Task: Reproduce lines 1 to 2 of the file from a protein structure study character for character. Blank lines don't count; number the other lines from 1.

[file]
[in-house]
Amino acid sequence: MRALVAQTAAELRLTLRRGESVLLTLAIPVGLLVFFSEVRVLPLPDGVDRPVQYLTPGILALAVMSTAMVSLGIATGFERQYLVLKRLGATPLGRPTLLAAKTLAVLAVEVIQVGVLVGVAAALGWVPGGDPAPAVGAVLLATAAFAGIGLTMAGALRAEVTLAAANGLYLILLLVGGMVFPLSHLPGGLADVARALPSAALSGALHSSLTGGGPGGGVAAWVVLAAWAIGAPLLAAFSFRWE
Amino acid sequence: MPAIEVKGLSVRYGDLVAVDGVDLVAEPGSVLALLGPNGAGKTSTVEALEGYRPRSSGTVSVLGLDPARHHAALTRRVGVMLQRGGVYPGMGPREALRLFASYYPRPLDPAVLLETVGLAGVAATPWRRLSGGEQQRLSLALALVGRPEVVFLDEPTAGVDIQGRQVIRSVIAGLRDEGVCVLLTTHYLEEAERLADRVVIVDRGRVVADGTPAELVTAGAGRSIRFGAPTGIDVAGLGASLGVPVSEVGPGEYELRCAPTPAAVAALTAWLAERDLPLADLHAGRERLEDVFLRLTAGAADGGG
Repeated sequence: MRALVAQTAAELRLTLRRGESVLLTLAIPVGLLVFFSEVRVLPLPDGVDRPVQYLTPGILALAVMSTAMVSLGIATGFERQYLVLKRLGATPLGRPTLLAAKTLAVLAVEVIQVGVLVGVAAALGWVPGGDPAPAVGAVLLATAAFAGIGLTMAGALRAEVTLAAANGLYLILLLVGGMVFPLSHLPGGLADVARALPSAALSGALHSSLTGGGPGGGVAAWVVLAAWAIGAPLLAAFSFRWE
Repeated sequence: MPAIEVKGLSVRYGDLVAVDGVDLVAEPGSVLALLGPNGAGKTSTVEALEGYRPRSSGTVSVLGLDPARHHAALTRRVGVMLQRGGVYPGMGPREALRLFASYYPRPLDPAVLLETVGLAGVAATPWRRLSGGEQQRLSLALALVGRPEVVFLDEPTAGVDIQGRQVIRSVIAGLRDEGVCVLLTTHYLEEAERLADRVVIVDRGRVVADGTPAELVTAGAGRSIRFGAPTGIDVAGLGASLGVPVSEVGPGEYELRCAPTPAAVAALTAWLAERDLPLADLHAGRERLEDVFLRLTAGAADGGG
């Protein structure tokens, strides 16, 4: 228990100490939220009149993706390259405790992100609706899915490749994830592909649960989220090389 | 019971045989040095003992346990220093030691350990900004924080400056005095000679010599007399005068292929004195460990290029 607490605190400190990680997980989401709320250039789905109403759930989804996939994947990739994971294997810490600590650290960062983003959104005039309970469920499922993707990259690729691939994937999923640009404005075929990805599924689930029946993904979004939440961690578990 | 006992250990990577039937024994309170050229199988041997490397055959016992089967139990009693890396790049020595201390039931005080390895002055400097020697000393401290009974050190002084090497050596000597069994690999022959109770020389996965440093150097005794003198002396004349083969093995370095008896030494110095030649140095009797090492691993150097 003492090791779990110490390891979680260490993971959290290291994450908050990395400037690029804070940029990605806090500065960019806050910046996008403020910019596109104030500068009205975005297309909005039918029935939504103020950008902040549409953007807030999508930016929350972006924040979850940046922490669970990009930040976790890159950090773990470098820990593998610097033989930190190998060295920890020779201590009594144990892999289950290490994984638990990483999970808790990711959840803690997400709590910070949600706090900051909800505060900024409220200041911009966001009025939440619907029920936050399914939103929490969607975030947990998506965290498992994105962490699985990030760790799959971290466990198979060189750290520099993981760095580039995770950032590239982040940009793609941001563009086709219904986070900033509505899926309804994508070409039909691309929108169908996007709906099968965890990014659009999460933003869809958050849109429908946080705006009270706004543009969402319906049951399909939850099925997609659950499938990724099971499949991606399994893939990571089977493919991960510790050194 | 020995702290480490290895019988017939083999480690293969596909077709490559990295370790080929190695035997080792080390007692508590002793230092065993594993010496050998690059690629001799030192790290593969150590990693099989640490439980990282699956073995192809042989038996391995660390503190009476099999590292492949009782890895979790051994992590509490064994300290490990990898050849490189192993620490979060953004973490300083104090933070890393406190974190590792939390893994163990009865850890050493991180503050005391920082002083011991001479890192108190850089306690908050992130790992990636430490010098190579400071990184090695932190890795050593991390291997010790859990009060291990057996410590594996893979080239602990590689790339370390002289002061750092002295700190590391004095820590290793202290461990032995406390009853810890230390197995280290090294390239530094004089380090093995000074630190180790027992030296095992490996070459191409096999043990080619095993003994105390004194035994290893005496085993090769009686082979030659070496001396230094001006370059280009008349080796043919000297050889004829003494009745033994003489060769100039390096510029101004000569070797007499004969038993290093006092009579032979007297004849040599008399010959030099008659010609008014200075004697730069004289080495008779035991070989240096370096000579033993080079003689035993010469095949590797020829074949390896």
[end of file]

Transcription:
[in-house]
Amino acid sequence: MRALVAQTAAELRLTLRRGESVLLTLAIPVGLLVFFSEVRVLPLPDGVDRPVQYLTPGILALAVMSTAMVSLGIATGFERQYLVLKRLGATPLGRPTLLAAKTLAVLAVEVIQVGVLVGVAAALGWVPGGDPAPAVGAVLLATAAFAGIGLTMAGALRAEVTLAAANGLYLILLLVGGMVFPLSHLPGGLADVARALPSAALSGALHSSLTGGGPGGGVAAWVVLAAWAIGAPLLAAFSFRWE